WHO 'deeply concerned' by Long Covid

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With nearly 200 million people known to have had COVID-19, the WHO said Wednesday it was deeply concerned by the unknown numbers who may still be suffering with Long COVID.

The World Health Organization urged people struggling with the after-effects of the virus—despite having recovered from the acute phase—to seek medical help.

Long COVID remains one of the most mysterious aspects of the pandemic.

"This post-COVID syndrome, or Long COVID, is something that WHO is deeply concerned about," Maria Van Kerkhove, the UN health agency's COVID-19 technical lead, told a press conference.

The WHO was "making sure that we have recognition of this, because this is real".

She said of those infected with SARS-CoV-2—the virus which causes COVID-19 disease—"many are suffering from long term effects".

"We don't know for how long these effects last and we're even working on a case definition to better understand and describe what this post-COVID syndrome is," said Van Kerkhove.

She said the WHO was working to have better rehabilitation programmes for Long COVID sufferers plus broader research to gain a better understanding of what the syndrome is and how it can be managed.

More than 200 symptoms

The WHO has held a series of seminars this year aimed at expanding understanding of post-COVID conditions, hearing not only from scientists and doctors but also directly from sufferers themselves.

Little is known about why some people, after coming through the acute phase, struggle to recover and suffer ongoing symptoms including shortness of breath, extreme fatigue and brain fog as well as cardiac and neurological disorders.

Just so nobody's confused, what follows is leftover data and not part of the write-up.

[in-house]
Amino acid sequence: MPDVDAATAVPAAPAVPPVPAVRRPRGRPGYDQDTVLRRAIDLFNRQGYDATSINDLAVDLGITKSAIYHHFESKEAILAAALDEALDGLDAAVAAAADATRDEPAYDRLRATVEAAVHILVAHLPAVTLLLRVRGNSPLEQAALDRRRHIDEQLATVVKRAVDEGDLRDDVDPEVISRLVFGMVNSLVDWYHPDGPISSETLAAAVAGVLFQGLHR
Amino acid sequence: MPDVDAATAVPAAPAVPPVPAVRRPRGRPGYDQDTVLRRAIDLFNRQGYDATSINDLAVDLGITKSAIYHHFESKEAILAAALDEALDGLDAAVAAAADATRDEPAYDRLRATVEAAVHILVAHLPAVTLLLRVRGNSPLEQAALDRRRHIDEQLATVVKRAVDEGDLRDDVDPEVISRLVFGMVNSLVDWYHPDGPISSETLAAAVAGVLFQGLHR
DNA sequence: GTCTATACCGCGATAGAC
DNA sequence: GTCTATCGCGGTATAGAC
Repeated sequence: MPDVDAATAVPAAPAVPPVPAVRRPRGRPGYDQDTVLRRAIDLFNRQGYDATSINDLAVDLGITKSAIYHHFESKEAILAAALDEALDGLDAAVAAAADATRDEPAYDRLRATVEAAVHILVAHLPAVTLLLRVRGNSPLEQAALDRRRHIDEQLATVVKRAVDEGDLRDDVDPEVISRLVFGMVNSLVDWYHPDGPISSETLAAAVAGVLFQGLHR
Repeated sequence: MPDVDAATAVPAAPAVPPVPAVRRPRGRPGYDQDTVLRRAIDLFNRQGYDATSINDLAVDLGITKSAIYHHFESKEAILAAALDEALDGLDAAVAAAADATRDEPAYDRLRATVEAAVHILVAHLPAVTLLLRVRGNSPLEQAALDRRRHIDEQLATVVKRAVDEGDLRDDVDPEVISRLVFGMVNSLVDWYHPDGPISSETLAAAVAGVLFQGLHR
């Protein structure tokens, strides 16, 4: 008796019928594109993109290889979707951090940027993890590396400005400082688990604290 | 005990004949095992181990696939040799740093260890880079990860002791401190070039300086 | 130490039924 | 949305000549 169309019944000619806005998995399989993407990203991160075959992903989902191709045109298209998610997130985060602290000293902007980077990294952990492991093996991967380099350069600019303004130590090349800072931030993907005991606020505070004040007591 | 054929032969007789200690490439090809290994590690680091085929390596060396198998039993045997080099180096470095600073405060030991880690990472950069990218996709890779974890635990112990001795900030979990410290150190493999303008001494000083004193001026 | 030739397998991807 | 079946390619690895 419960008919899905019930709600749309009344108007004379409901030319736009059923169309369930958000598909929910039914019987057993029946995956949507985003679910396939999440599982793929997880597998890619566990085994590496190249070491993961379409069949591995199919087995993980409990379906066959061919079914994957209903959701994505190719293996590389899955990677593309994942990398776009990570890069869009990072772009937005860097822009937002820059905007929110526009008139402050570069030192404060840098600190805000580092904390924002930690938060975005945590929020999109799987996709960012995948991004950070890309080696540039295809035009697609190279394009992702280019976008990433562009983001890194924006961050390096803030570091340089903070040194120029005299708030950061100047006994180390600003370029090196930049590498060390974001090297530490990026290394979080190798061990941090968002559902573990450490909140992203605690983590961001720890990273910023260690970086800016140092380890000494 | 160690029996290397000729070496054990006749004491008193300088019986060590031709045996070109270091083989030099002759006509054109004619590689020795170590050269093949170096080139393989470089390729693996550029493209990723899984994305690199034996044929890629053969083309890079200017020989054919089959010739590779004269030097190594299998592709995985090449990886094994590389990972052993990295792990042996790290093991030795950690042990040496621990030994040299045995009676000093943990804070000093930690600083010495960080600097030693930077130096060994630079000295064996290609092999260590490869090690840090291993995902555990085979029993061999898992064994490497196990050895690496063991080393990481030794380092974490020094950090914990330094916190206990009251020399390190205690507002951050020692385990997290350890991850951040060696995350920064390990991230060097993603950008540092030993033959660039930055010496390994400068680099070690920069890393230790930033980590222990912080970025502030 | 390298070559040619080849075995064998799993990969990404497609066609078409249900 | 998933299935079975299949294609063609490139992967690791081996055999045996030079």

Janet Diaz, the clinical care lead in the WHO's emergencies programme who leads the organisation's Long COVID efforts, said there had been more than 200 reported symptoms.

They include , tingling and rashes, she told a WHO live social media session on Tuesday.

Diaz said some patients had symptoms that dragged on from the acute phase; others got better and then relapsed, with conditions that could come and go; while others had symptoms that only appeared after recovering from the acute phase.

Studies can only go back as far as the first patients to recover from COVID-19, which first emerged in China in December 2019.

Diaz said some people seemed to have post-COVID conditions for three months, and others up to six months.

"We are concerned there may be a small proportion that go on to nine months—and to longer than that," said Diaz.

The US expert said it was not yet fully understood what caused the post-viral symptoms, with various hypotheses including neurological problems, the immune response to the infection, and the virus persisting in some organs.

Van Kerkhove said: "We advise anyone who is suffering from the long-term effects to seek help."


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